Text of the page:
Oh, Christmas!

Here’s a poem by a former professor of mine.  He used to read it to us at the end of every fall semester, on the last day of class, as a final send-off before the Christmas break.  I’ve always loved this poem for the way that it so perfectly explores the mixed blessings the American holiday season bestows upon us.

By: Scott Cairns (from Figures For The Ghost)

Well, it was beginning to look a lot like Christmas—everywhere,
children eyeing the bright lights and colorful goods, traffic a good
deal worse than usual, and most adults in view looking a little
puzzled, blinking their eyes against the assault of stammering
bulbs and public displays of goodwill. We were all embarrassed,
frankly, the haves and the have-nots—all of us aware something
had gone far wrong with an entire season, something had eluded
us. And, well, it was strenuous, trying to recall what it was that
had charmed us so, back when we were much smaller and more
oblivious than not concerning the weather, mass marketing, the
insufficiently hidden faces behind those white beards and other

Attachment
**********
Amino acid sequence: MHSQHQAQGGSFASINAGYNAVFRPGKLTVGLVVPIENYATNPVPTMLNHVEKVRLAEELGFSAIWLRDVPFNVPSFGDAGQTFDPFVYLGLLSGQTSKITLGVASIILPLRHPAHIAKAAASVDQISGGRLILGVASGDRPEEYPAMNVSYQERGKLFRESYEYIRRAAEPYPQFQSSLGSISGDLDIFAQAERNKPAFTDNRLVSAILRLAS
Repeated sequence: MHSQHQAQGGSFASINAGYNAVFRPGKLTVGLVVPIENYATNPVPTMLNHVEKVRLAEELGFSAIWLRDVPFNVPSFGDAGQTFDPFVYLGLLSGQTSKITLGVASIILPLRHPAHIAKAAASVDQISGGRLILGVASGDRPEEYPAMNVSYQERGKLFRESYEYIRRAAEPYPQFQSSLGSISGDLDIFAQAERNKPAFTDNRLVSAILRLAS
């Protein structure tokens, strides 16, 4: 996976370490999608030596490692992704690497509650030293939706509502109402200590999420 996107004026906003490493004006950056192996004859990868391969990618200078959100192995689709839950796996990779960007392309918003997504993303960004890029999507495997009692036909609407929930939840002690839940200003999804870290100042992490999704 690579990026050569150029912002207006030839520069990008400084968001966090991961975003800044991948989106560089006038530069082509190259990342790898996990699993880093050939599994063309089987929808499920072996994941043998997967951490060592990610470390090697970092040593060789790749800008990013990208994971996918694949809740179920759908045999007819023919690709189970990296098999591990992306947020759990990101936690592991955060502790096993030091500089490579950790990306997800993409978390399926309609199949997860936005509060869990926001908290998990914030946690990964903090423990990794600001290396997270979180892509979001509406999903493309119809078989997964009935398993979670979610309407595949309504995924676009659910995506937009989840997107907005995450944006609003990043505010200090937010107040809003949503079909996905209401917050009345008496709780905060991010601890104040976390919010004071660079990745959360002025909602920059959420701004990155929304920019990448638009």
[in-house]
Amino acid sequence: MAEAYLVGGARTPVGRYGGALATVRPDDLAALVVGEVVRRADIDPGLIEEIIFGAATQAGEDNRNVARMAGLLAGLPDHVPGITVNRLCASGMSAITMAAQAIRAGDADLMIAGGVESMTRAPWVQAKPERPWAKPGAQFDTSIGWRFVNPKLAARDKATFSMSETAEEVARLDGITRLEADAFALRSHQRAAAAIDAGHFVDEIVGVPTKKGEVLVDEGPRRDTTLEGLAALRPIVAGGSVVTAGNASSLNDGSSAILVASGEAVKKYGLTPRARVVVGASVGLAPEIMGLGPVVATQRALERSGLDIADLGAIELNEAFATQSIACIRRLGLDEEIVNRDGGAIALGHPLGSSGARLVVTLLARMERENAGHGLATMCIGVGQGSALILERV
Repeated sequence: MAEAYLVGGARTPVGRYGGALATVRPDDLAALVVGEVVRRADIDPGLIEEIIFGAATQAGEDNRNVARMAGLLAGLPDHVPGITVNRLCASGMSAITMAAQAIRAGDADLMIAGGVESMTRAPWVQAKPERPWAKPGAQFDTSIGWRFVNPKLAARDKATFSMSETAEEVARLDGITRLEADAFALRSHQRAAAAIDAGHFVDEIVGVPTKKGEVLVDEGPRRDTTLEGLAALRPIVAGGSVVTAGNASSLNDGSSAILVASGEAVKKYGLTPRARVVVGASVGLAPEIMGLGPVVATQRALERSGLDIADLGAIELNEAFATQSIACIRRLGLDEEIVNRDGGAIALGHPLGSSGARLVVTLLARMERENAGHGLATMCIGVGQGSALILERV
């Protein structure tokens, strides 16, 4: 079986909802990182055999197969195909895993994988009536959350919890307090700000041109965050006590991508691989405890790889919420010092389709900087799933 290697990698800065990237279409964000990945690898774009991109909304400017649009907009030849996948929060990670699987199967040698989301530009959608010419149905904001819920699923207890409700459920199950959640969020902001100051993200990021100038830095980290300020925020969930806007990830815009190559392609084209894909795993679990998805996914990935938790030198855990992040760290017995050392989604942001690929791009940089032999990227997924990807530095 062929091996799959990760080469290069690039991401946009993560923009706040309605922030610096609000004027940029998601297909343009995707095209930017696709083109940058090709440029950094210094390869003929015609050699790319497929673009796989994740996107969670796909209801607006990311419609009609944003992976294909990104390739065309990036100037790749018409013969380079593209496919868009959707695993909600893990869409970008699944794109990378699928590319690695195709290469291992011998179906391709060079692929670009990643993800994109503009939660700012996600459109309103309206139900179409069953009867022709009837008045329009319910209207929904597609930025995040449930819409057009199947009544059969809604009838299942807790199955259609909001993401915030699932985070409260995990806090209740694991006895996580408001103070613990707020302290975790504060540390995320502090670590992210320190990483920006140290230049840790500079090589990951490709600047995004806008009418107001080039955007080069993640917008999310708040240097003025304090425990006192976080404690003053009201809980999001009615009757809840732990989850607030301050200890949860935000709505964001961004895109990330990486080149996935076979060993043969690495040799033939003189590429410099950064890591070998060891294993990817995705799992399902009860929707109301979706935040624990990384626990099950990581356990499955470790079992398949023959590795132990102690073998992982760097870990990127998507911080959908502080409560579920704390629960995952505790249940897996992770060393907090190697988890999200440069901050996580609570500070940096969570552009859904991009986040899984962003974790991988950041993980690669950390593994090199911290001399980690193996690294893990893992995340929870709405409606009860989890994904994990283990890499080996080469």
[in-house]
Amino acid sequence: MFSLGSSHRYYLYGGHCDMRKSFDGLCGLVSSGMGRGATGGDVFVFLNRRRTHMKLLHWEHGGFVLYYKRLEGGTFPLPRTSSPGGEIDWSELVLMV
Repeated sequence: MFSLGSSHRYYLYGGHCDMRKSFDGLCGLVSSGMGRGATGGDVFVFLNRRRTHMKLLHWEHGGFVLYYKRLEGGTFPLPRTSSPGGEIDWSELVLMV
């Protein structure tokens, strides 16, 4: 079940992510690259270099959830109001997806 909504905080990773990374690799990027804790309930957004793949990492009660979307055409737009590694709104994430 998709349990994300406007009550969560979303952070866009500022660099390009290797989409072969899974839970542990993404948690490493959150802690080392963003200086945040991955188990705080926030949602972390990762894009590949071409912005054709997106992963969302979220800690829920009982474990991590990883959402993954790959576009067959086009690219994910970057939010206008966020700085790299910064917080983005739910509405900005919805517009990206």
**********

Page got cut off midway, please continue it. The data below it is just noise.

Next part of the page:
jolly gear. And there was something else: a general diminishment
whose symptoms included the Xs in Xmas, shortened tempers,
and the aggressive abandon with which most celebrants seemed
to push their shiny cars about. All of this seemed to accumulate
like wet snow, or like the fog with which our habitual inversion
tried to choke us, or to blank us out altogether, so that, of a given
night, all that appeared over the mess we had made of the season
was what might be described as a nearly obscured radiance, just
visible through the gauze, either the moon disguised by a winter
veil, or some lost star—isolated, distant, sadly dismissing of us,
and of all our expertly managed scene.

-Laura Kopchick

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